Turnovers are frustrating and missed free throws are annoying. But what's homicidally infuriating about watching the Celtics collapse at the finish line of the NBA Finals is the complaining.
The story of Monday's Game 5 loss was a massive performance from Golden State's supporting cast and a malfunctioning Celtics offense down the stretch. The C's couldn't stop Andrew Wiggins and the starters, undone by fatigue, couldn't make a shot in the fourth quarter while committing a series of turnovers in the style of keys fumbled down a manhole.
If that were it, we'd just have to acknowledge that Golden State's experience is making the difference while hoping that maybe the gassed Celtics can get hot enough in Boston on Thursday to force an anything-can-happen Game 7.
But there's more to the story, and this is the part that makes the team look terrible before a national audience. In a physical game that featured the refs letting both sides play, the Celtics complained. A lot.
Head coach Ime Udoka earned a technical foul in the first quarter. Marcus Smart drew an absolutely inexcusable T in the fourth and then allowed himself to be baited into a reckless offensive foul that effectively sealed the game.
Jayson Tatum spent half the game flapping his arms like a flightless bird, Grant Williams checked in just long enough to immediately whine about a stupid, unnecessary foul, and even Celtics benchwarmers could be seen imploring the starters to race back on D instead of arguing no-calls with the Warriors in transition.
"Yeah, not our best moment," Al Horford told reporters. "As you guys know, I feel like we've been able to fend those things off, especially throughout the playoffs. For whatever reason tonight I feel like it got to us.
"It's one of those things that we kind of brought it back. We were able to focus back in, but we can never let that get to us. We can't let that affect our game, the way that things are being played."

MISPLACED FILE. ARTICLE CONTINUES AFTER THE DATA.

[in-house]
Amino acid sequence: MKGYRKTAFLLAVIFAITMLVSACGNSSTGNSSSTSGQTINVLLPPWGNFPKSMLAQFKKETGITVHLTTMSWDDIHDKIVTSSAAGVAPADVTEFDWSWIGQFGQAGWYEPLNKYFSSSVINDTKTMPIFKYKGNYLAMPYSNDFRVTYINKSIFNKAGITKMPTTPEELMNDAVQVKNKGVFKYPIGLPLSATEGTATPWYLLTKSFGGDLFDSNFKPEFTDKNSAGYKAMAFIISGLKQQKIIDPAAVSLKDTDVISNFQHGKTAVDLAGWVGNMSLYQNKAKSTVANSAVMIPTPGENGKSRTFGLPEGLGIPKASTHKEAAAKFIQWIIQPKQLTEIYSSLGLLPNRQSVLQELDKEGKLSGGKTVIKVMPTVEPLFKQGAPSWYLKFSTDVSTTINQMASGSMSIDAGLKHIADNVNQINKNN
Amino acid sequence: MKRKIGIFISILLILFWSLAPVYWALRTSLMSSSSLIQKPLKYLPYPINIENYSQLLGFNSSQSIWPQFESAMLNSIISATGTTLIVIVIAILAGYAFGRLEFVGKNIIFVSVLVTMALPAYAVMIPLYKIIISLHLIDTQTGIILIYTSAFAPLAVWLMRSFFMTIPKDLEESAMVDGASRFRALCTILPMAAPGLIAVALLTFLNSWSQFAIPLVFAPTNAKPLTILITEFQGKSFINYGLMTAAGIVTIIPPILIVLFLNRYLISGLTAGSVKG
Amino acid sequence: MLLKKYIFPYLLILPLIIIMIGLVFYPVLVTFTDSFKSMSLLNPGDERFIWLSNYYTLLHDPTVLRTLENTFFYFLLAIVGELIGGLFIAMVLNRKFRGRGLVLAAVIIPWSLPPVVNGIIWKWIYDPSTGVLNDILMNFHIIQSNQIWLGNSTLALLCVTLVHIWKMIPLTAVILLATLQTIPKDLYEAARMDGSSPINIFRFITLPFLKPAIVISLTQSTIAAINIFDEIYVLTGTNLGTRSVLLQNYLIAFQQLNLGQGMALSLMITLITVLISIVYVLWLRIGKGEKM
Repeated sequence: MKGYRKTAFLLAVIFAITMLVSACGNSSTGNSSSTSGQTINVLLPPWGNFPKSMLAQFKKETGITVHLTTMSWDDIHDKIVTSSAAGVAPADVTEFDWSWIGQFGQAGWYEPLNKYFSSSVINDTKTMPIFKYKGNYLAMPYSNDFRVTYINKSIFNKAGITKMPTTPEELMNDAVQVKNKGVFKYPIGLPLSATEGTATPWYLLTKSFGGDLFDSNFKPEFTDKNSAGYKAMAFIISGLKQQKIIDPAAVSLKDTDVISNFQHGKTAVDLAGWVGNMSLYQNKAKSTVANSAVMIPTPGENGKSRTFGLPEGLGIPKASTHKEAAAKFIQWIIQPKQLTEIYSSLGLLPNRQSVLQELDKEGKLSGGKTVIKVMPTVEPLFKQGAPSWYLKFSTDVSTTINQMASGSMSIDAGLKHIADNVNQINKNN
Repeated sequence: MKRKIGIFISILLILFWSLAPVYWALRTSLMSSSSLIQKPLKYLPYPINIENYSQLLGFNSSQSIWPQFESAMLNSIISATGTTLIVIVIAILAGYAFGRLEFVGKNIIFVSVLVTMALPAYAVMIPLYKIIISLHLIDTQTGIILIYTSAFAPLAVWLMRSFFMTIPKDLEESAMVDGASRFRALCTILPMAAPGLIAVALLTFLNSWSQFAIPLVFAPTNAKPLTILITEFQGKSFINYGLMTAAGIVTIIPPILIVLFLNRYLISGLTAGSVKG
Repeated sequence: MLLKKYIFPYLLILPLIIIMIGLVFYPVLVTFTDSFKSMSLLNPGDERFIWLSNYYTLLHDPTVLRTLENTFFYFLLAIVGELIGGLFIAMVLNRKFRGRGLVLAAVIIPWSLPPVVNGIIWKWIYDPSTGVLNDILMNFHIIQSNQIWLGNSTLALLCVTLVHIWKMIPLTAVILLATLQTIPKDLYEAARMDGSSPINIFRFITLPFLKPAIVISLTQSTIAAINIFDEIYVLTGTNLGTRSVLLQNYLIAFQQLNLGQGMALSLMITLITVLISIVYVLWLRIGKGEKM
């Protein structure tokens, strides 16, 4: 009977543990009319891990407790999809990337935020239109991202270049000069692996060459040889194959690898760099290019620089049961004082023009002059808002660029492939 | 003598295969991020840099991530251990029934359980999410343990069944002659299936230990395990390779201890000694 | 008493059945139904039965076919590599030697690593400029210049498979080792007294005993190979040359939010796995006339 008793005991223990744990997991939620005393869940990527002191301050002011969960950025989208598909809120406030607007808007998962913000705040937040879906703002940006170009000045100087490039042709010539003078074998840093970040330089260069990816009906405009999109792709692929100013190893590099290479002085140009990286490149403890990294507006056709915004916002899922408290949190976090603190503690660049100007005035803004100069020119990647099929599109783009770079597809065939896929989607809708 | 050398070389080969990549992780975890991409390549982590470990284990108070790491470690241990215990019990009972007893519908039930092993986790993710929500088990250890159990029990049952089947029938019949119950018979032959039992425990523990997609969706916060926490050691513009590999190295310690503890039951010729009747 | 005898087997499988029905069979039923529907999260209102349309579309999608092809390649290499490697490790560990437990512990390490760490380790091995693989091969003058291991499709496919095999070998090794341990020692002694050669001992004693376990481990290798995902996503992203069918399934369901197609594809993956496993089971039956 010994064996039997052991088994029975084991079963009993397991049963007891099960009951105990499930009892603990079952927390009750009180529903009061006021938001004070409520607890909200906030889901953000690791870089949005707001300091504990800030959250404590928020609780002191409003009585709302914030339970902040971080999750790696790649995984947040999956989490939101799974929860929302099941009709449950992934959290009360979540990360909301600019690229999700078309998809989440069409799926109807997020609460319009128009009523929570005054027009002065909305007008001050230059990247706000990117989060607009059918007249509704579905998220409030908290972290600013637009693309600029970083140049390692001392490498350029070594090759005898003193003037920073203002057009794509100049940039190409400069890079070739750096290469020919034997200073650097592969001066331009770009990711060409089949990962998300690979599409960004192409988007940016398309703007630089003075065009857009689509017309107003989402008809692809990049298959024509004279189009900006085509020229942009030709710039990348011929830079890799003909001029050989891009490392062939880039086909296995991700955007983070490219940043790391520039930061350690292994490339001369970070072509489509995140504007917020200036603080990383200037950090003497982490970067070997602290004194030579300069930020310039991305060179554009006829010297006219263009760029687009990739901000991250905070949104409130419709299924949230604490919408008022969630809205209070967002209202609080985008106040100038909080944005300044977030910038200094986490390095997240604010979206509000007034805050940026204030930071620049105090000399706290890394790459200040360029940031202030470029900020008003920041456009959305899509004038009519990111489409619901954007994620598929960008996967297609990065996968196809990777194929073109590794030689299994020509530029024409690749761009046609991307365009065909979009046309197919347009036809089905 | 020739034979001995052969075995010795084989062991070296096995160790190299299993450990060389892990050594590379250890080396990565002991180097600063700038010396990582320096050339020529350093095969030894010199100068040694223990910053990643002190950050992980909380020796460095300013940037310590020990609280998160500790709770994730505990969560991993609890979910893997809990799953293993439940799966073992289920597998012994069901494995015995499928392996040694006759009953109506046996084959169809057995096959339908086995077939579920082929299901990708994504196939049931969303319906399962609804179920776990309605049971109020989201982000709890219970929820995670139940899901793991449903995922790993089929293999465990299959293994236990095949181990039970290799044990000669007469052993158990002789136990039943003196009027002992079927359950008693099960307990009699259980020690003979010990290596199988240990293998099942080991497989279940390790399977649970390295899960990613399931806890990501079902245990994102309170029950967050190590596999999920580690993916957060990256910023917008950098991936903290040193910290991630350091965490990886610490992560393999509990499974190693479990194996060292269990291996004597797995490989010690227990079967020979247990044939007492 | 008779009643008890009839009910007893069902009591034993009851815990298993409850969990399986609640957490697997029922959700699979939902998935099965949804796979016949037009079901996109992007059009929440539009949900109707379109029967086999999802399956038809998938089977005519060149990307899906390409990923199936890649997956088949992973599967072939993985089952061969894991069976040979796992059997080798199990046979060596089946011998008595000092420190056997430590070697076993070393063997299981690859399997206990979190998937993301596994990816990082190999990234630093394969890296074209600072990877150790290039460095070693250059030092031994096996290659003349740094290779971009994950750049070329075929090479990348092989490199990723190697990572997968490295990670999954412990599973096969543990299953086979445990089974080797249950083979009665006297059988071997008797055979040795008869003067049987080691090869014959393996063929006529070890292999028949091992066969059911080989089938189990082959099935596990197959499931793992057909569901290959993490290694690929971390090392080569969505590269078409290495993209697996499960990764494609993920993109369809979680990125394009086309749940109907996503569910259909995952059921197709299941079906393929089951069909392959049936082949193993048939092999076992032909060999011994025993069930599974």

Even at their best, the Celtics can be preoccupied with the officiating. But when a game is slipping away for reasons almost entirely of their own doing, ref-blaming should be beneath them.
Instead, they're repeat offenders. It's the one area where Udoka's hard-ass approach and just-keeping-it-real rhetoric fails to square with his team's behavior.
The worst sequence, by far, involved Smart. With the Celtics in danger of collapsing, he dove to sell a Klay Thompson push-off. Thompson barely extended his arm from the left wing and Smart ended up almost under the basket at the feet of official Tony Brothers, who just stared at him like, "Nice try." Thompson splashed the wide-open 3-pointer to put the Warriors up eight with 9:30 left. That's what you get for gambling on one of the greatest shooters in history.
On the very next possession, Draymond Green fouled Jaylen Brown for a side out. The Celtics desperately needed to staunch the bleeding, and now they were at least nearing the penalty. But Smart, who'd had an entire timeout to cool down, instead kept barking, earning a technical that gave Jordan Poole a free point.
Down nine, the Celtics inbounded to Smart, who petulantly swatted at Poole's face. If he made any contact, it was of the butterfly kiss variety, but no matter. Poole sold it theatrically and then nailed a 19-footer on the other end. Game, set, smack my head in frustration.
The ill-timed loss of composure harkened back to the dark early days of the season, when the Celtics routinely pointed fingers before Smart clumsily called out his All-Star teammates for what became a come-to-Jesus moment.
As they prepare for Game 6 with elimination on the line, we should accept that they might not have enough to hold off the three-time champions. There's no shame in losing to Stephen Curry. But part of learning how to win involves corralling emotions, and so we'll end with a plea:
Focus on the Warriors, not the officials. Give yourselves a chance.